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What if you went into a hospital for routine surgery and emerged needing a heart transplant? What if the cause of that calamitous outcome -

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Routine Surgery, Near Death, and a Fraud Award

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What if you went into a hospital for routine surgery and emerged needing a heart transplant? What if the cause of that calamitous outcome - a malfunctioning monitor that burned your heart during surgery - had been known to be defective for at least six years, but the manufacturer told no one? And what if after 11 weeks of being kept alive by a mechanical heart and undergoing a human transplant, the drugs given you caused blood cancer?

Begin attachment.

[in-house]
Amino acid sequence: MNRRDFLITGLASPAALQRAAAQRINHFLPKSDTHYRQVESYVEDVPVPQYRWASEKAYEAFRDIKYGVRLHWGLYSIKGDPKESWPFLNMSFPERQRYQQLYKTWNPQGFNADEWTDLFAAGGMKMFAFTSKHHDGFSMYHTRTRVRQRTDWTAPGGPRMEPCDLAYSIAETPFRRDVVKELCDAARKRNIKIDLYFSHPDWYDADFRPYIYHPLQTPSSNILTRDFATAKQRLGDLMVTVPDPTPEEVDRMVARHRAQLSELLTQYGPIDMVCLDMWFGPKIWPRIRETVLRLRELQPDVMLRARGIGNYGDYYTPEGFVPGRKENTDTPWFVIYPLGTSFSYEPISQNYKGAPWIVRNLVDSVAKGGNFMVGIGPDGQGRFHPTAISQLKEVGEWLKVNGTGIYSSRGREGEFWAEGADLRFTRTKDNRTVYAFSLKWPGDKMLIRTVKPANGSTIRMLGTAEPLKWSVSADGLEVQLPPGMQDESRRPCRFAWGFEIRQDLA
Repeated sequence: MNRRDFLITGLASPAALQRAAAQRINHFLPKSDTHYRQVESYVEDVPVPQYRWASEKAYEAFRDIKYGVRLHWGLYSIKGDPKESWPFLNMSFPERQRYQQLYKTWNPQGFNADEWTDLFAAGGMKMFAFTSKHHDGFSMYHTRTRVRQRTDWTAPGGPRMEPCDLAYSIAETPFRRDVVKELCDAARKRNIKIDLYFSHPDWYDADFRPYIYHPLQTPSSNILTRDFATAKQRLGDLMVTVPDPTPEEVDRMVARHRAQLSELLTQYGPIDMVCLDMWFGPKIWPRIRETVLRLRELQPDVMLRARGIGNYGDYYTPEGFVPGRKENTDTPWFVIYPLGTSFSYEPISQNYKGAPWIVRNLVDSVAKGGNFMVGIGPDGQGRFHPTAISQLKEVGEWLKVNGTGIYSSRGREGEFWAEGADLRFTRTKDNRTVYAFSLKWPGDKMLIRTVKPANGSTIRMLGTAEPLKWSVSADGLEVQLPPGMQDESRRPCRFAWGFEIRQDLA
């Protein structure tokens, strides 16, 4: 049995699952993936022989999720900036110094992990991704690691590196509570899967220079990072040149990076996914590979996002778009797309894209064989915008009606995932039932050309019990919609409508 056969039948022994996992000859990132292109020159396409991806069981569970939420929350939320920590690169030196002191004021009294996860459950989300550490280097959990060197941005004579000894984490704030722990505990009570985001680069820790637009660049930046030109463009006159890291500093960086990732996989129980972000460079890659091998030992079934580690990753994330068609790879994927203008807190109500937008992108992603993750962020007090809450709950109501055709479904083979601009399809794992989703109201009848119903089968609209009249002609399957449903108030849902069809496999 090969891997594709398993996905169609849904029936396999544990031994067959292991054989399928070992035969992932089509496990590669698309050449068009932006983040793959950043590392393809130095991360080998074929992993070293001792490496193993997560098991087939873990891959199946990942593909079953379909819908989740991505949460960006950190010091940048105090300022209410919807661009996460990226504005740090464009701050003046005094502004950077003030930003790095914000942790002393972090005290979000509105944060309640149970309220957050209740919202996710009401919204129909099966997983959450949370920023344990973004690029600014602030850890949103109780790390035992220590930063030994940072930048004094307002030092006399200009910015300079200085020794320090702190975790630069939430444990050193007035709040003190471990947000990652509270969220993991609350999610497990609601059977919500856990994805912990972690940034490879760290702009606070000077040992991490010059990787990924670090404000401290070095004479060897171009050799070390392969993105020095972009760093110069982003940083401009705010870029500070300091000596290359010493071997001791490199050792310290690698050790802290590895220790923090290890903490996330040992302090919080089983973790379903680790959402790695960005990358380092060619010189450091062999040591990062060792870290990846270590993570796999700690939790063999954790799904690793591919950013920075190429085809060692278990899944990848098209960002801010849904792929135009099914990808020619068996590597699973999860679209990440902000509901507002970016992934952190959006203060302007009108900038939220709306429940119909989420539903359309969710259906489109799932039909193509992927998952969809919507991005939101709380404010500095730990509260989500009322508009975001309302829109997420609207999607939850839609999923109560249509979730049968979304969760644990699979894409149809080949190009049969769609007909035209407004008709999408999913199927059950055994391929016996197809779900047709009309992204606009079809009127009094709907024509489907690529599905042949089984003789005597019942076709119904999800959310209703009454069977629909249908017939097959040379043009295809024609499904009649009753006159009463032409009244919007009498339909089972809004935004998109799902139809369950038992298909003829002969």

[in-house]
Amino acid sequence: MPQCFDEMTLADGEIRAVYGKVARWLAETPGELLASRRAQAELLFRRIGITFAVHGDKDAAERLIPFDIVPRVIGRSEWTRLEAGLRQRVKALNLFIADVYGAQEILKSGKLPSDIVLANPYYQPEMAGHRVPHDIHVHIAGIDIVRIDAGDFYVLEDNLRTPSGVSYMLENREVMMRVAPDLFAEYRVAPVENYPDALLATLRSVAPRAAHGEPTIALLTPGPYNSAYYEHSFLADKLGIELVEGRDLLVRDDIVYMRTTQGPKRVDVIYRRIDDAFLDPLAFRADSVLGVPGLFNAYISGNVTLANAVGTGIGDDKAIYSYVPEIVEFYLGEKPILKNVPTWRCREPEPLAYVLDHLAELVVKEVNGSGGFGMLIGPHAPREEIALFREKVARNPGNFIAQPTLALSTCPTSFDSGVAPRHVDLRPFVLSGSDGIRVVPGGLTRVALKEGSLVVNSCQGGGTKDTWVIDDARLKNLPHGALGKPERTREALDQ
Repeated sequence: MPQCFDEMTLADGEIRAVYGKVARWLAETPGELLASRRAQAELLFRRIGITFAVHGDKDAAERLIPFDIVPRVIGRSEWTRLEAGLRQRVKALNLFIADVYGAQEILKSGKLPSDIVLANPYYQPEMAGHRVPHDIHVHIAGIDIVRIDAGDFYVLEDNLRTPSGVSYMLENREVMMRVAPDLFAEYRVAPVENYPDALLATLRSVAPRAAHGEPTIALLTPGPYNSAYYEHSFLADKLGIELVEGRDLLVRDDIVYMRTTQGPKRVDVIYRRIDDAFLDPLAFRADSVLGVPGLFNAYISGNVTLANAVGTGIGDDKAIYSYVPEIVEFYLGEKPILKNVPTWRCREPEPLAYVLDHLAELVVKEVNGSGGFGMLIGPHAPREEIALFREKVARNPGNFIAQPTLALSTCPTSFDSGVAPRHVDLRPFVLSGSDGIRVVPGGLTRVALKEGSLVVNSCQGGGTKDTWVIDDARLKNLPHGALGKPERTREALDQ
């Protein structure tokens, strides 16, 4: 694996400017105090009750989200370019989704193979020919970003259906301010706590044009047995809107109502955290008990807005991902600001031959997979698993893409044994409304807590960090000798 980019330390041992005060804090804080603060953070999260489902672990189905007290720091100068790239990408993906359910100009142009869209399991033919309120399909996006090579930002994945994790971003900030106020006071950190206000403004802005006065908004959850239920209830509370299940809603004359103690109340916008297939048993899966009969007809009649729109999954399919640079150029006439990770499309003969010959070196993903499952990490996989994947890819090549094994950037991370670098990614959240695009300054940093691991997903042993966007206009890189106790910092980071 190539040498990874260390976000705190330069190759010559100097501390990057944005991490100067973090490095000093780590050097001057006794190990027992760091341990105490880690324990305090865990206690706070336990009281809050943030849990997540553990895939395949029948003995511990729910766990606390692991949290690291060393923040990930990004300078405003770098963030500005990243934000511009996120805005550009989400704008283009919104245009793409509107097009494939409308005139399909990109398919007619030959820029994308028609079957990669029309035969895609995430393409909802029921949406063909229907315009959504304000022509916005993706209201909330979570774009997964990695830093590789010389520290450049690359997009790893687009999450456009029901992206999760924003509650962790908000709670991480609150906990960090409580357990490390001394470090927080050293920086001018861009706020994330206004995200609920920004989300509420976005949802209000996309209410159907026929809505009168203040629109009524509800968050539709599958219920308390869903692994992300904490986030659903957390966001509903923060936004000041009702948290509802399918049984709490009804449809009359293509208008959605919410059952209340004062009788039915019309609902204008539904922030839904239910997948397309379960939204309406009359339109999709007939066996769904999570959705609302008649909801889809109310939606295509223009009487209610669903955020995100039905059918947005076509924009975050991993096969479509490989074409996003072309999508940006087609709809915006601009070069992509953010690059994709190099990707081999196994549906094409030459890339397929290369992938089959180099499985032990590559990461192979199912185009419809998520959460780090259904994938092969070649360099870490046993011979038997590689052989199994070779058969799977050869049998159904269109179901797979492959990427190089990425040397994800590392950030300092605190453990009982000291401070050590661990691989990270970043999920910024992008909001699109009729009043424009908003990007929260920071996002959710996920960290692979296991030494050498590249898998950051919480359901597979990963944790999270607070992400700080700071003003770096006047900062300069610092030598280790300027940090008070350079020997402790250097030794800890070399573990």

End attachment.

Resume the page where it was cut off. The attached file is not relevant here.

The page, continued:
You, at the least, sue somebody. That's what the unfortunate Paramjit Singh of Mount Vernon did after medical care left him, at one point, dead, and, after he was resuscitated, dying faster. As a result, a Snohomish County jury awarded him $40.1 million from the heart device maker, California-based Edwards Lifesciences. And today, the Washington State Court of Appeals upheld the award, settling a jurisdictional dispute over punitive damages. Noting Edwards' silence about its faulty product, the court ruled that, "Even though Washington has a strong policy against punitive damages, it has no interest in protecting companies that commit fraud." Singh's cancer, by the way, is in remission, but he lives with severe medical complications.

 
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